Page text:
The Descendent's first album, Milo Goes To College, is essentially you saying, 'Here is our band, now the singer is off to do something else.' Was that a conscious decision?
“Well the decision to go with that cover was made by Bill [Stevenson], our drummer. People who know the album will remember that the cover is a cartoon of me. The idea behind it was kind of a going away present, in the way that you’d give someone a gift card – a ‘Congratulations, you’re off to school!’ kind of a thing. And that makes it that much more endearing, that he would do that for me. It gives the feeling that the album is kind of a sending-off gift to me. In the long run, I don’t know if it served his band all that well, because after that [the band] All came along, who were kind of in the shadow of The Descendents. But Bill and I are best friends, so it really was from the heart, to give me a sending-off present. And in terms of iconography, it really has been something that’s served us well. But at the time I thought it was kind of funny that he wanted to do that.”
You weren't the only member of the scene to also pursue a life in academia. Greg Graffin from Bad Religion and Dexter Holland from The Offspring both did the same. Why are there so many smart people involved in American punk rock?
“Well I think that part of punk is a questioning of what is, versus what should be. Part of that questioning means that you’re unwilling to accept the status quo, and that requires you to think. It means that you think about other possibilities, and things that might become different realities. And that kind of thinking means that you have to have your brain on high alert at all times. You really have to be churning things over. That said, I don’t necessarily put quadratic equations in my songs, but at the same time we’re all thinking really hard about how to make our lives better, and how to improve the world. I think that’s what part of punk should be about, to challenge the status quo; and I think that requires the kind of intelligence that you’re talking about. Greg Graffin is a really good example of that. He’s always putting his noggin to the problems the world is facing. My other personal take on it is that I got into punk rock because I was such a nerd, and I wanted a place where I could be a nerd but still expend this energy that I had. Punk rock was a good place to land all that. So that’s where punk rock and my nerdy side coalesced and really found a home.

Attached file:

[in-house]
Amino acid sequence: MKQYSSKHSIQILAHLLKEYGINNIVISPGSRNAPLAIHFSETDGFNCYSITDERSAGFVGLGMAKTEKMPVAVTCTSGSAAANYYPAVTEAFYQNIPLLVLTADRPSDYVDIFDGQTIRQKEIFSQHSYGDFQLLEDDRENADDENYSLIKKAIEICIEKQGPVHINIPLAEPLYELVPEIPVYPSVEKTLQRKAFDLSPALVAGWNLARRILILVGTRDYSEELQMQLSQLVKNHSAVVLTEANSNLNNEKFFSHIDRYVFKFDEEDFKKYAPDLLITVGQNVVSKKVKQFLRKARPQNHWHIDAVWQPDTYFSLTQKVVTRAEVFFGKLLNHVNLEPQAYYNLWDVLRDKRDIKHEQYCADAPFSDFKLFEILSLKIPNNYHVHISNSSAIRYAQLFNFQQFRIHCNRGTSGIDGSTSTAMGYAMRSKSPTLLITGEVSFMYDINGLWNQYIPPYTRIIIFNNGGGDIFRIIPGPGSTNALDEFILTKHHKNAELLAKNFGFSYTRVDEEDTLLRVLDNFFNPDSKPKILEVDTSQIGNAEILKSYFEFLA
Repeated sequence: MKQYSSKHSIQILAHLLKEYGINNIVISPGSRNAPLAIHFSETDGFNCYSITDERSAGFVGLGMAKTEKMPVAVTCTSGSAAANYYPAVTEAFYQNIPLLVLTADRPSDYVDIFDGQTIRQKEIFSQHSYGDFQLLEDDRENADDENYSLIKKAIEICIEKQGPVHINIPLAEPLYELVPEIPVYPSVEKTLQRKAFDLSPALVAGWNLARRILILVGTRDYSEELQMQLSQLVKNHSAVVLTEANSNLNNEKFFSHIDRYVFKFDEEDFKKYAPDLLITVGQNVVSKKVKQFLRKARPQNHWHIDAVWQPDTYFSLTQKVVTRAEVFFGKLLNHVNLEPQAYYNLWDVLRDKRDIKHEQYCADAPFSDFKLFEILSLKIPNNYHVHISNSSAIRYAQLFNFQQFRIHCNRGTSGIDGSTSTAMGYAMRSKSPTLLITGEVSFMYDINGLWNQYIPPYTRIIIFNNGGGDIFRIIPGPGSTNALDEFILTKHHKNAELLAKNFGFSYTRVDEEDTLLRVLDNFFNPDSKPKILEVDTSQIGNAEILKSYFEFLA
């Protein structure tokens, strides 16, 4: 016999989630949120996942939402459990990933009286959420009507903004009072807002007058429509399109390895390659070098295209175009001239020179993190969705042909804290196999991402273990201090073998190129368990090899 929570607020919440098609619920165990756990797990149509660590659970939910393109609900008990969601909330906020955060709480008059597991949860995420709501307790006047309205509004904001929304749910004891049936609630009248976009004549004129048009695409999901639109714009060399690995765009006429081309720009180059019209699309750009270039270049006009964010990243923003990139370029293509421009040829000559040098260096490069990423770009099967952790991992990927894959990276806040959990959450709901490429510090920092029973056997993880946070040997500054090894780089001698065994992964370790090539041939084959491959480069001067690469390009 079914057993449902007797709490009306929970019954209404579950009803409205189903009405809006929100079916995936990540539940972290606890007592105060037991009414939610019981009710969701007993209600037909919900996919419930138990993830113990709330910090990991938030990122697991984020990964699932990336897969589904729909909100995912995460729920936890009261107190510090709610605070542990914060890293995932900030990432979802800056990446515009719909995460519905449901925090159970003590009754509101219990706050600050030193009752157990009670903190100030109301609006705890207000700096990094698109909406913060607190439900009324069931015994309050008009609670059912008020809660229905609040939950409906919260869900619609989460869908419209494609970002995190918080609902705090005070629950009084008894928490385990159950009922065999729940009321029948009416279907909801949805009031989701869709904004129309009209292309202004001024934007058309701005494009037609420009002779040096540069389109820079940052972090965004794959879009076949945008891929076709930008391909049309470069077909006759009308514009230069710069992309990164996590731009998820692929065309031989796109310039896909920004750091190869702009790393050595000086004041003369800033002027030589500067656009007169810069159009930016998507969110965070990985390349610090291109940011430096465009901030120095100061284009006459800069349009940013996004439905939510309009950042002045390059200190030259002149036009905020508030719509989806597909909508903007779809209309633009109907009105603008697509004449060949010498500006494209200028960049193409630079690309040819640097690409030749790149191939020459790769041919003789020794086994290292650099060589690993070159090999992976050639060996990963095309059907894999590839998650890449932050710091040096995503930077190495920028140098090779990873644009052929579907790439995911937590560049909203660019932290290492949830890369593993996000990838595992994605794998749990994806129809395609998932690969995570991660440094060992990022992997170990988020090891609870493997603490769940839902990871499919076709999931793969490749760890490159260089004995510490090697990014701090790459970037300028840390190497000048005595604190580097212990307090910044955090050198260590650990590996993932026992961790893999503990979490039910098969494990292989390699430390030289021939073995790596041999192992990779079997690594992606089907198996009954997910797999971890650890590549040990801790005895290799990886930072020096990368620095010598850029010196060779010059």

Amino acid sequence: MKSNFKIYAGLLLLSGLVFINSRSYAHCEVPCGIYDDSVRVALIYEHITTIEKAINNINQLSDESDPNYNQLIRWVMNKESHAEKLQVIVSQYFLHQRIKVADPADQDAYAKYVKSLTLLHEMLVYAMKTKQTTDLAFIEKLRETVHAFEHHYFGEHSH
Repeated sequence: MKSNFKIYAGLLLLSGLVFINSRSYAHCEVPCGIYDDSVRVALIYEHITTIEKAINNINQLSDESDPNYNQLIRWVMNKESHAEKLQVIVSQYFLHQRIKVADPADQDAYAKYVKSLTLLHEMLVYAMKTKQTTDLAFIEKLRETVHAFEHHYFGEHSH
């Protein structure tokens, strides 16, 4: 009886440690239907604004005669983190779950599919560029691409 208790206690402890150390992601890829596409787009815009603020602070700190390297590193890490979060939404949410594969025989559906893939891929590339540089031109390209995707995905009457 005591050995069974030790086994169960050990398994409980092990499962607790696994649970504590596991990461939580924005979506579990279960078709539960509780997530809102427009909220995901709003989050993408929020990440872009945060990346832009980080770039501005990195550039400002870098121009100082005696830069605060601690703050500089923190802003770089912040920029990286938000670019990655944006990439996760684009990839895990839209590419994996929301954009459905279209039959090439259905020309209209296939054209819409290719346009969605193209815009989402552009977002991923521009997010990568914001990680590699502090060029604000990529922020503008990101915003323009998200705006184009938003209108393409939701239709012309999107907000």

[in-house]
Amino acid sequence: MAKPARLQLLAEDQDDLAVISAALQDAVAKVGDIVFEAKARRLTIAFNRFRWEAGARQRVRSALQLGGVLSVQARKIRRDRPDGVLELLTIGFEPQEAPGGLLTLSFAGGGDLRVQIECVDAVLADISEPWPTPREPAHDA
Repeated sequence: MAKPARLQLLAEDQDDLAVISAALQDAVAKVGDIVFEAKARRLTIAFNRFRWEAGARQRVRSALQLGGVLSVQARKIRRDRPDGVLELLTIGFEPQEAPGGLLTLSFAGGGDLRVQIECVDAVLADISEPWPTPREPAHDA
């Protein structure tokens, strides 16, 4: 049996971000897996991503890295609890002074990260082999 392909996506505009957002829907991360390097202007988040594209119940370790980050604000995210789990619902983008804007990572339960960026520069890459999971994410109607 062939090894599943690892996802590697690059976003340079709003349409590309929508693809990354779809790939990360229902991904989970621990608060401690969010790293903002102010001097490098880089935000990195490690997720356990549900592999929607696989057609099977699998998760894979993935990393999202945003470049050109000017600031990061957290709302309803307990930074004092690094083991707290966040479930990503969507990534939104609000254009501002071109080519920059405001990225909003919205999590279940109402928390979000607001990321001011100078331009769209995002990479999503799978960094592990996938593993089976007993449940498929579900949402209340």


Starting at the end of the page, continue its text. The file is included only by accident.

If I have one space on my pub quiz team, who should I give it to – you, Dexter Holland, or Greg Graffin?
“I would give it to Graffin. He’s still in academia, whereas I’m not. But in a sense, both of those guys are way smarter than I am because not only did they get their educations, but they were also able to see some kind of undercurrent as to what was going on in punk rock that made them think, ‘Oh, I’m going to stick this out.’ I was the stupid one that got out, [for a time] and they were the ones that stuck it out through all those years. So for that reason alone, they may be a little bit smarter than me.”
Do you like being a middle-aged punk?
“Well I think that punk is for the young. But if punk is for the young, then why am I still doing it? And the answer is, because I want to stay young! I want to keep in touch with my youthful side, and if that means that I’m maybe immature at times, or if it means that I write a song about farting, then I’ll do that. That’s what punk represents to me – youthful energy. That’s why I’m going to continue doing it. It’s kind of like clawing for the last remaining bits of your youth, and that’s okay. People can say, ‘Oh you’re kind of doing a nostalgia trip.’ But to me, it’s not nostalgia – it’s the inherent energy in the music that gets me up in the morning. You could never call that nostalgia. In fact, it’s my lifeblood, really.”